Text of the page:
The Veteran was last provided a VA psychiatric examination in January 2014.  Because of the Veteran’s testimony as to the worsening of the service connected psychiatric disabilities and the passage of approximately four years since the last VA psychiatric examination, the Board finds that further VA evaluation is needed.  
The matters are REMANDED for the following action:
1. Ask the Veteran to complete a VA Form 21-4142 for each private healthcare provider who has treated any TBI residuals, vision, sleep, left upper extremity, and left lower extremity disabilities, and service connected lumbar spine and psychiatric disabilities.  Make two requests for any authorized records from all identified healthcare providers unless it is clear after the first request that a second request would be futile.  
2. Obtain the Veteran’s VA treatment records dated after January 2015.  
3. Schedule the Veteran for a VA TBI examination to be conducted by one of the four designated specialists (physiatrist, psychiatrist, neurologist, or neurosurgeon).  The examiner must review the record and should note that review in the report.  A rationale for all opinions should be provided.  The examiner should:
(a)  Confirm that the examiner is a physiatrist, psychiatrist, neurologist, or neurosurgeon.
(b)  Diagnose all TBI or head injury residuals found.  If no TBI or head injury residuals are identified, the examiner should expressly state that fact, and should reconcile that finding with an October 2010 VA hospital summary that diagnosed with “mild TBI/post concussive syndrome due to IED blast;” cognitive deficit; “vestibular dysfunction related to injury;” and “chronic headache related to” TBI.  
(c)  Opine whether it is at least as likely as not (50 percent probability or greater) that any identified TBI or head injury residuals had their onset during active service or are related to any incident of service, including the documented in service May 2003 head trauma.  The examiner should specifically address the Veteran’s contentions that he has headaches and vision disturbances as a result of the documented in service head trauma.  
4. Schedule the Veteran for a VA examination with a medical doctor to assist in determining the nature and etiology of any identified sleep disability.  The examiner must review the record and should note that review in the report.  A rationale for all opinions should be provided.  The examiner should:
(a)  Diagnose all sleep disabilities found.  
(b)  Opine as to whether it is at least as likely as not (50 percent probability or greater) that any identified sleep disability, to include sleep apnea, had its onset during active service or is related to any incident of service.  Reconcile the opinion with the competent and credible lay testimony and statements of record as to the Veteran’s in service sleep impairment including snoring, gagging, choking, and insomnia.  
5. Schedule the Veteran for a VA examination to assist in determining the current nature of any identified left upper extremity radiculopathy and left lower extremity radiculopathy and any relationship to active service or service connected disabilities and the severity of the service connected lumbar spine disability.  The examiner must review the record and should note that review in the report.  A rationale for all opinions should be provided.  The examiner should:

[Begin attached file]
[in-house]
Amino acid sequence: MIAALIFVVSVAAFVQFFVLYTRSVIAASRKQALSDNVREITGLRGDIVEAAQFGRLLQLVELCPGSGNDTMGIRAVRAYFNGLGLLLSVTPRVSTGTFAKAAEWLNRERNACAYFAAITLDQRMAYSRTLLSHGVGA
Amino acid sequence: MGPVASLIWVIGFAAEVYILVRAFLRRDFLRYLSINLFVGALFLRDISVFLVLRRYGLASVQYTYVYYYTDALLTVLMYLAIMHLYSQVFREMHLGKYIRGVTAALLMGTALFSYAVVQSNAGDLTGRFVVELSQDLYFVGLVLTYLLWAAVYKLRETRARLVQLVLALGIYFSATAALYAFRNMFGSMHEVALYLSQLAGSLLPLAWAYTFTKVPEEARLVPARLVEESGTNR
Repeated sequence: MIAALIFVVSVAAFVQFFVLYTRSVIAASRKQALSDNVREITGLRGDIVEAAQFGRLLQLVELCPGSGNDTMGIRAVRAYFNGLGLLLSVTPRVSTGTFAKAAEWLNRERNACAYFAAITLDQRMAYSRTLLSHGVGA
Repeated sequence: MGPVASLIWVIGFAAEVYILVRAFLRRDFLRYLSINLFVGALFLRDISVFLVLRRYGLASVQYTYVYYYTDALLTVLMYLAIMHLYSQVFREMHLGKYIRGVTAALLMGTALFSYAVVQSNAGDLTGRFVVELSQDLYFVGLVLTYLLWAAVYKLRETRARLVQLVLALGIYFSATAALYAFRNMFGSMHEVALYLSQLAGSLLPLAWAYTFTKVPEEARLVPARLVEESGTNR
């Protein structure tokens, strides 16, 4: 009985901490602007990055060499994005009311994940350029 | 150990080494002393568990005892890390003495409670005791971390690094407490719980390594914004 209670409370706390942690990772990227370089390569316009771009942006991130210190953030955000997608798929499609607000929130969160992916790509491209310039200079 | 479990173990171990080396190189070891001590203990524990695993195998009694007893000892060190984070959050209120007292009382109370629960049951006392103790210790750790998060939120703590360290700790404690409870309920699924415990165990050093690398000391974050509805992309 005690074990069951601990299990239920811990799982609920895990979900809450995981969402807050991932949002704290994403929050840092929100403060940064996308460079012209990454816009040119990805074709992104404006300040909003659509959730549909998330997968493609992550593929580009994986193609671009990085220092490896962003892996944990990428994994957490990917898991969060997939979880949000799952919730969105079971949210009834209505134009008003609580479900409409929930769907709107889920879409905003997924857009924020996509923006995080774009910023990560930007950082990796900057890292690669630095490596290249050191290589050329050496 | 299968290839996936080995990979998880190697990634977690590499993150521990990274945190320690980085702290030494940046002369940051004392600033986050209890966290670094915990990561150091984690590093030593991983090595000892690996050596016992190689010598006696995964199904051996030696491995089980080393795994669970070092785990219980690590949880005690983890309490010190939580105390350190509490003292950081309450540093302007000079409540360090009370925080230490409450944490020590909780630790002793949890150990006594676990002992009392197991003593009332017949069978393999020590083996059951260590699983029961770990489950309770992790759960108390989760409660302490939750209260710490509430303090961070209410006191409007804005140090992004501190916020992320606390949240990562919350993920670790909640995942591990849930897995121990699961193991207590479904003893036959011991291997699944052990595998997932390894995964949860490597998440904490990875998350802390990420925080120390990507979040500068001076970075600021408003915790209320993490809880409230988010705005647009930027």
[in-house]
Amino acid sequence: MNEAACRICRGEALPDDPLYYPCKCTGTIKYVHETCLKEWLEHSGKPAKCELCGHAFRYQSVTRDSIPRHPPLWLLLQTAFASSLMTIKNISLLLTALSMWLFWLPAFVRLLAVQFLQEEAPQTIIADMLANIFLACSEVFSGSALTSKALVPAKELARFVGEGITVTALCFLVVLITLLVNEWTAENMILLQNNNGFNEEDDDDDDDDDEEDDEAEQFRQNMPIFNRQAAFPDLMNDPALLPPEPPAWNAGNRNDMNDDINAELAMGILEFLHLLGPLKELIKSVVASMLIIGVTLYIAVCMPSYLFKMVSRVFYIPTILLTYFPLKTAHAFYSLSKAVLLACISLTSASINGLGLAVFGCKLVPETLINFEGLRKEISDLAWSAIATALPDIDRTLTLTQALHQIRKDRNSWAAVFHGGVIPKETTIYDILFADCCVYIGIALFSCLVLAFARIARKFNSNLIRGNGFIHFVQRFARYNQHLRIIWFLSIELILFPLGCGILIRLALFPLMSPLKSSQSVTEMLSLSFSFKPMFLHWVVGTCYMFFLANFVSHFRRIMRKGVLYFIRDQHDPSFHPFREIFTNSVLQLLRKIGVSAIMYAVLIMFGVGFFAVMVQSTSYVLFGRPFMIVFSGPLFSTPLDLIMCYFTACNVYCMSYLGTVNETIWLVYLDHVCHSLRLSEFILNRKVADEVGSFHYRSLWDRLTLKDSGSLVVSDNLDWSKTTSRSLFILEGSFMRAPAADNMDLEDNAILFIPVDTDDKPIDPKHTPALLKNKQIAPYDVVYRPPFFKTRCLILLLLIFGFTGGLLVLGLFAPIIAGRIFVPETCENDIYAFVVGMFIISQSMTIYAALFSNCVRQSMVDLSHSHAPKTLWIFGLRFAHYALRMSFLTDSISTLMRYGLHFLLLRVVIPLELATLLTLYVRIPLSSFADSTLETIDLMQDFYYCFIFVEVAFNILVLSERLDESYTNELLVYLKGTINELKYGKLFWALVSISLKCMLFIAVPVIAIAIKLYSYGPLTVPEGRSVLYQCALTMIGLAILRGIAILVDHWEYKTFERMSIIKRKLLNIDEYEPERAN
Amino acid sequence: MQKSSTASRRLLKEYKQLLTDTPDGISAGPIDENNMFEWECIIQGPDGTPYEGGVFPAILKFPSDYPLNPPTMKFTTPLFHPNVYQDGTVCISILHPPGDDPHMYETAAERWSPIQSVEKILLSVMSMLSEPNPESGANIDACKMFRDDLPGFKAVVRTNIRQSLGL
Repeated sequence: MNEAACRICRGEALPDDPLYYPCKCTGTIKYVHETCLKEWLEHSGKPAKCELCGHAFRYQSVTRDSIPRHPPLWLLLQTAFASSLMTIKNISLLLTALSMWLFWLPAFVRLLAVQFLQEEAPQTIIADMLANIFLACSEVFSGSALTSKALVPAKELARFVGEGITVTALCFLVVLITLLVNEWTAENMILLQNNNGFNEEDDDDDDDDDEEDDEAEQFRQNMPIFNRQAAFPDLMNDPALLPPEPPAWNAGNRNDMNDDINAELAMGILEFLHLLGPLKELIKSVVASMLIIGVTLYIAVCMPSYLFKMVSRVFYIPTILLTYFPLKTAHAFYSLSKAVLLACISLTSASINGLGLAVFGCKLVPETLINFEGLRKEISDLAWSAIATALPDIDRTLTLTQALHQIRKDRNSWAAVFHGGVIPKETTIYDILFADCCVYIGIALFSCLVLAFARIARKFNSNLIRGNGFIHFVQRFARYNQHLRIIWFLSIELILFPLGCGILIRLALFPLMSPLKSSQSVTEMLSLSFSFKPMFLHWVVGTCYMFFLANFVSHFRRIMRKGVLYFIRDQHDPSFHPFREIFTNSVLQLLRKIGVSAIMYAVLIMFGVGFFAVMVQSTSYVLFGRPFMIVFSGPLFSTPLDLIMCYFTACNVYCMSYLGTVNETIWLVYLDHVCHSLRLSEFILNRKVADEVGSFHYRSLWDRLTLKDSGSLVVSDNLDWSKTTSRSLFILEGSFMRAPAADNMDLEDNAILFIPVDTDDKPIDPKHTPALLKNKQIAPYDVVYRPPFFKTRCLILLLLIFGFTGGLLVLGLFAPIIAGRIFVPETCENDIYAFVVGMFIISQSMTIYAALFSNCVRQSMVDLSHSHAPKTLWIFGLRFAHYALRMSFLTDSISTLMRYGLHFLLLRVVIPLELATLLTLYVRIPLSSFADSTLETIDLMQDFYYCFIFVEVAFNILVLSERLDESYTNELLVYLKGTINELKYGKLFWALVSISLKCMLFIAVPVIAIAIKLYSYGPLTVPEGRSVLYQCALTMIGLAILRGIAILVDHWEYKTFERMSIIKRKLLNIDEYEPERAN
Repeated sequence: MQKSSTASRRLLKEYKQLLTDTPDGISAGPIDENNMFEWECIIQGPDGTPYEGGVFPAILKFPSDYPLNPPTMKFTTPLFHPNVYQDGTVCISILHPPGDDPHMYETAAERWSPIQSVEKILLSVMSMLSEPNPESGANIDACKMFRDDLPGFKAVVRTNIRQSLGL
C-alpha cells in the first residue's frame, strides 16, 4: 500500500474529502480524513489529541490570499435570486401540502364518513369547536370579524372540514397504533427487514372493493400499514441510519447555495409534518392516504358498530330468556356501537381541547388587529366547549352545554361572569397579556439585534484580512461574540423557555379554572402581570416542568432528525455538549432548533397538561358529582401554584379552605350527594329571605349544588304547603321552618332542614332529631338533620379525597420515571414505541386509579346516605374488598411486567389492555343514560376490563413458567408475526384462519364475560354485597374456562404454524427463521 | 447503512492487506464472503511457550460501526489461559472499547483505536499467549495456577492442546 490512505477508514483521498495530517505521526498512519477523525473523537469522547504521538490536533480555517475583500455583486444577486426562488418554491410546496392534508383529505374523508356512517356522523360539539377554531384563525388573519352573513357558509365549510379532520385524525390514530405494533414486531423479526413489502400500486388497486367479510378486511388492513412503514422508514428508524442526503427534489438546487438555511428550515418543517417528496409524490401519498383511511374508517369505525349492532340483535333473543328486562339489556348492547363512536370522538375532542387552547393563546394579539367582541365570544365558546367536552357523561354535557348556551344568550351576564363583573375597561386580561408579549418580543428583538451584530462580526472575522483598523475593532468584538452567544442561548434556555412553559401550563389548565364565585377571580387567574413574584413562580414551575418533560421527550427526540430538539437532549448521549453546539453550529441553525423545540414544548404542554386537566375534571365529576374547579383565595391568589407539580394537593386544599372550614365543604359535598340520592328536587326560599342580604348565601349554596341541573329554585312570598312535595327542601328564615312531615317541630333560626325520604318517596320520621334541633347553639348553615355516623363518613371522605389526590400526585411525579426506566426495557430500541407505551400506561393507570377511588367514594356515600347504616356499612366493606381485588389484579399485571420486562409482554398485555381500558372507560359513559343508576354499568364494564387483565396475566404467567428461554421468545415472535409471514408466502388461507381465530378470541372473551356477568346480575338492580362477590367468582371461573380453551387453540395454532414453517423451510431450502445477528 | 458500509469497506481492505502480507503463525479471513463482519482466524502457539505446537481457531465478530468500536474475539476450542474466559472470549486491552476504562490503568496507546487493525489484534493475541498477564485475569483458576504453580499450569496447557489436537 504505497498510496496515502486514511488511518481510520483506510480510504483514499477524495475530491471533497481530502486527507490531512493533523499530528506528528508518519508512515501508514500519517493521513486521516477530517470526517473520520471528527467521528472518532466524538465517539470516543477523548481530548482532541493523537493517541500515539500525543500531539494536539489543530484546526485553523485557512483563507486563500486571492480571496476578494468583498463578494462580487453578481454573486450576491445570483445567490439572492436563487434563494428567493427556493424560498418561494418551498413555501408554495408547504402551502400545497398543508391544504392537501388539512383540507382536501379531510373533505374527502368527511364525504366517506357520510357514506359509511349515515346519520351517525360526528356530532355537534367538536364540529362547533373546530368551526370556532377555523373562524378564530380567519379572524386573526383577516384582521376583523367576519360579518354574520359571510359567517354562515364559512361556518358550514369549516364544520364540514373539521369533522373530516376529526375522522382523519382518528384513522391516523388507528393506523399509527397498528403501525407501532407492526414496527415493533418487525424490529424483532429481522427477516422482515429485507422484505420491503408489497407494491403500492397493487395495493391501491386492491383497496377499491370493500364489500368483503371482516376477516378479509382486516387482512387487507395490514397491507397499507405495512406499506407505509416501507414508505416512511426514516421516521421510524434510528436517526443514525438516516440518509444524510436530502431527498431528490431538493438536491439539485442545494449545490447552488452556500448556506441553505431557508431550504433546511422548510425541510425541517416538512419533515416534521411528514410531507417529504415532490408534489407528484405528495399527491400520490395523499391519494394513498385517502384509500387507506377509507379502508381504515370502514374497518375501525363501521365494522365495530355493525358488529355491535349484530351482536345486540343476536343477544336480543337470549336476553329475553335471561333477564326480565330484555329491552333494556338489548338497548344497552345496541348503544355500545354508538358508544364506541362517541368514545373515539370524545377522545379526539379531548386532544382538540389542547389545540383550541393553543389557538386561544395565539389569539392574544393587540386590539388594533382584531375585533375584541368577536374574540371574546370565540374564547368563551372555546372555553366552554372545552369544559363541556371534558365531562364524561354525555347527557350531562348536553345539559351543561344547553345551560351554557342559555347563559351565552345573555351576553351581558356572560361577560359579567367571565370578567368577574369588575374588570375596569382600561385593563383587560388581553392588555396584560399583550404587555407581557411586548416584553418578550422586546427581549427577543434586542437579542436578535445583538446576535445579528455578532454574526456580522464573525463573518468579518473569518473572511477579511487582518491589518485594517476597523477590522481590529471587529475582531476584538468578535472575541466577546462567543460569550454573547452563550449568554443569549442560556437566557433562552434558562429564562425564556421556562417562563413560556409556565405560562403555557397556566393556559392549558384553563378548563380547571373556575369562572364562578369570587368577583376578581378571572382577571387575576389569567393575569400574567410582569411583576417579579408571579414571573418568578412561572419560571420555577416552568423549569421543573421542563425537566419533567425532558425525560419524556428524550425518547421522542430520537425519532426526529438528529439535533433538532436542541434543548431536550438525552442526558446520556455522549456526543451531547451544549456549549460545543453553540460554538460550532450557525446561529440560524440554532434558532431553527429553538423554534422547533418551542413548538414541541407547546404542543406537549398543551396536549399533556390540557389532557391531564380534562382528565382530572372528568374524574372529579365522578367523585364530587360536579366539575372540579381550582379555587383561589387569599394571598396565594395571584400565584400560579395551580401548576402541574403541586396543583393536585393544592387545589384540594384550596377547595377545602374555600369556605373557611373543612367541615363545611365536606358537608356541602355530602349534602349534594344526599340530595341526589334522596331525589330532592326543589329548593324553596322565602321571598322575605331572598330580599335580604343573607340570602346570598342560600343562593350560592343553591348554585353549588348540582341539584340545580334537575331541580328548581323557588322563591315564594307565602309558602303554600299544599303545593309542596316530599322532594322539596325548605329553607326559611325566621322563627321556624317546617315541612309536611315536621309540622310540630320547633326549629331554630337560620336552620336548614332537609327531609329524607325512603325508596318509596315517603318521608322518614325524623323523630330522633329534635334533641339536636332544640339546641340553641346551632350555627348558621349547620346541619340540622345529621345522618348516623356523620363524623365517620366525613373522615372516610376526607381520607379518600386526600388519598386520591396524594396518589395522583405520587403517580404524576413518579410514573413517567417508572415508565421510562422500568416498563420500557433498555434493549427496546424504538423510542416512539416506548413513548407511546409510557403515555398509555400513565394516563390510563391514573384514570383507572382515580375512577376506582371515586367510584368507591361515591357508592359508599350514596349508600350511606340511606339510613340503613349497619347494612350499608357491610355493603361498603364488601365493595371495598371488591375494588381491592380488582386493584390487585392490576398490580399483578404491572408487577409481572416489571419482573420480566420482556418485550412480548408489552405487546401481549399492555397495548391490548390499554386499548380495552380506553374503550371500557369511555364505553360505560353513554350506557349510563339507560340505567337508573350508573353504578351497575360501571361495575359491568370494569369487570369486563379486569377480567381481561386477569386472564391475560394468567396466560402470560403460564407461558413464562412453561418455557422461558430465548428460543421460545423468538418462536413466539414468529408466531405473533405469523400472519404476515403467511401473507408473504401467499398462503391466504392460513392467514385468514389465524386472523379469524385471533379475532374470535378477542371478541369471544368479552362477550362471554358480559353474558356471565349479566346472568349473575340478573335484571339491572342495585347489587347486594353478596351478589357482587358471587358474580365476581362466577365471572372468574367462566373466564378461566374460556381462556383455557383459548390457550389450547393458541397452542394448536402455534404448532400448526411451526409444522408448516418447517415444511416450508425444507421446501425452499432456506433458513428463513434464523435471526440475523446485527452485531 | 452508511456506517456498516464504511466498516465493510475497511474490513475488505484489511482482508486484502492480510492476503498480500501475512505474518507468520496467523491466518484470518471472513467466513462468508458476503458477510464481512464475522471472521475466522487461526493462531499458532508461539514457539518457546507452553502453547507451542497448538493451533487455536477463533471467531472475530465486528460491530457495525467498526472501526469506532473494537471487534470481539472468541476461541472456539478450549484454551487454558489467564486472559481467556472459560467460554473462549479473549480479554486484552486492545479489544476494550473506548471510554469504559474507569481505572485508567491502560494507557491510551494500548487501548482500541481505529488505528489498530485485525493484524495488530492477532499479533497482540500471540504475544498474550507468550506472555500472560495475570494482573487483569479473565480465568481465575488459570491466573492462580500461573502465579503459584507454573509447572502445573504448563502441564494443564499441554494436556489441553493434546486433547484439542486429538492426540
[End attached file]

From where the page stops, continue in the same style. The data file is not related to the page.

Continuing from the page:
(a)  Diagnose all left upper extremity and left lower extremity neurological disabilities found, including the affected nerves and severity of any impairment.  
(b)  Opine whether it is at least as likely as not (50 percent probability or greater) that any identified left upper extremity or left lower extremity neurological disability had its onset during active service or is related to any incident of service. 
(c)  Opine whether it is at least as likely as not (50 percent probability or greater) that any left upper extremity or left lower extremity neurological disability is due to or the result of the service-connected cervical spine degenerative disc disease, the lumbar spine degenerative disc disease, or the other service connected disabilities.  
(d)  Opine whether it is at least as likely as not (50 percent probability or greater) that any left upper extremity or left lower extremity neurological disability has been aggravated (permanently increased in severity beyond the natural progress of the disorder) by service-connected cervical spine degenerative disc disease, the lumbar spine degenerative disc disease, or other service connected disabilities.  
(e)  Provide ranges of motion for passive and active motion of the lumbar spine.  The examiner should state whether there is any additional loss of lumbar spine function due to painful motion, weakened motion, excess motion, fatigability, incoordination, or on flare up.  
(f)  Indicate whether, and to what extent, the Veteran experiences functional loss of the lumbar spine due to pain or any other symptoms during flare ups or with repeated use.  
(g)  Note any incapacitating episodes associated with the lumbar spine disability.  An incapacitating episode is a period of acute signs and symptoms that requires bed rest prescribed by a physician and treatment by a physician.  
6. Schedule the Veteran for a psychiatric examination to determine the current nature and severity of the service connected psychiatric disabilities.  The examiner must review the record and should note that review in the report.  The examiner should opine as to the levels of occupational impairment due to the service connected psychiatric disabilities and should describe the severity and frequency of symptoms that result in those levels of impairment.  

 
Harvey P. Roberts
Veterans Law Judge
Board of Veterans’ Appeals
ATTORNEY FOR THE BOARD	J. T. Hutcheson, Counsel